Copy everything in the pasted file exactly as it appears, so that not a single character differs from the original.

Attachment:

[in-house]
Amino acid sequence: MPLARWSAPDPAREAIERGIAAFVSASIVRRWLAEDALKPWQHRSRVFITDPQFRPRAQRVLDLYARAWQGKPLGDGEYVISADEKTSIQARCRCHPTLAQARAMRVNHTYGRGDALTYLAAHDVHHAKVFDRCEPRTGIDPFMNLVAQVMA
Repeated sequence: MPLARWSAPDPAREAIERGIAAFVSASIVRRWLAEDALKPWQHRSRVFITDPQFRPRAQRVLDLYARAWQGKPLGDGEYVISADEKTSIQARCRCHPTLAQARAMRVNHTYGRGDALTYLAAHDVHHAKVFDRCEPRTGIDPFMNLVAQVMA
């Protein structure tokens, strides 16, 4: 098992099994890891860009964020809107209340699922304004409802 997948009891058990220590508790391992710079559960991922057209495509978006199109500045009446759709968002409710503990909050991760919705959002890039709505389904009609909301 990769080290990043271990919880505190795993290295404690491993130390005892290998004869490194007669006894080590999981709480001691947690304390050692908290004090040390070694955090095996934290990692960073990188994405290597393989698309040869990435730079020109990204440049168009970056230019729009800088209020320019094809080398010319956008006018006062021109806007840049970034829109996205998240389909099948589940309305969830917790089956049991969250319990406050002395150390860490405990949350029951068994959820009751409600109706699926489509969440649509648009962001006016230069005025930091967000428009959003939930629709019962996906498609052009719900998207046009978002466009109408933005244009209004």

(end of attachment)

[in-house]
Amino acid sequence: MPLARWSAPDPAREAIERGIAAFVSASIVRRWLAEDALKPWQHRSRVFITDPQFRPRAQRVLDLYARAWQGKPLGDGEYVISADEKTSIQARCRCHPTLAQARAMRVNHTYGRGDALTYLAAHDVHHAKVFDRCEPRTGIDPFMNLVAQVMA
Repeated sequence: MPLARWSAPDPAREAIERGIAAFVSASIVRRWLAEDALKPWQHRSRVFITDPQFRPRAQRVLDLYARAWQGKPLGDGEYVISADEKTSIQARCRCHPTLAQARAMRVNHTYGRGDALTYLAAHDVHHAKVFDRCEPRTGIDPFMNLVAQVMA
């Protein structure tokens, strides 16, 4: 098992099994890891860009964020809107209340699922304004409802 997948009891058990220590508790391992710079559960991922057209495509978006199109500045009446759709968002409710503990909050991760919705959002890039709505389904009609909301 990769080290990043271990919880505190795993290295404690491993130390005892290998004869490194007669006894080590999981709480001691947690304390050692908290004090040390070694955090095996934290990692960073990188994405290597393989698309040869990435730079020109990204440049168009970056230019729009800088209020320019094809080398010319956008006018006062021109806007840049970034829109996205998240389909099948589940309305969830917790089956049991969250319990406050002395150390860490405990949350029951068994959820009751409600109706699926489509969440649509648009962001006016230069005025930091967000428009959003939930629709019962996906498609052009719900998207046009978002466009109408933005244009209004």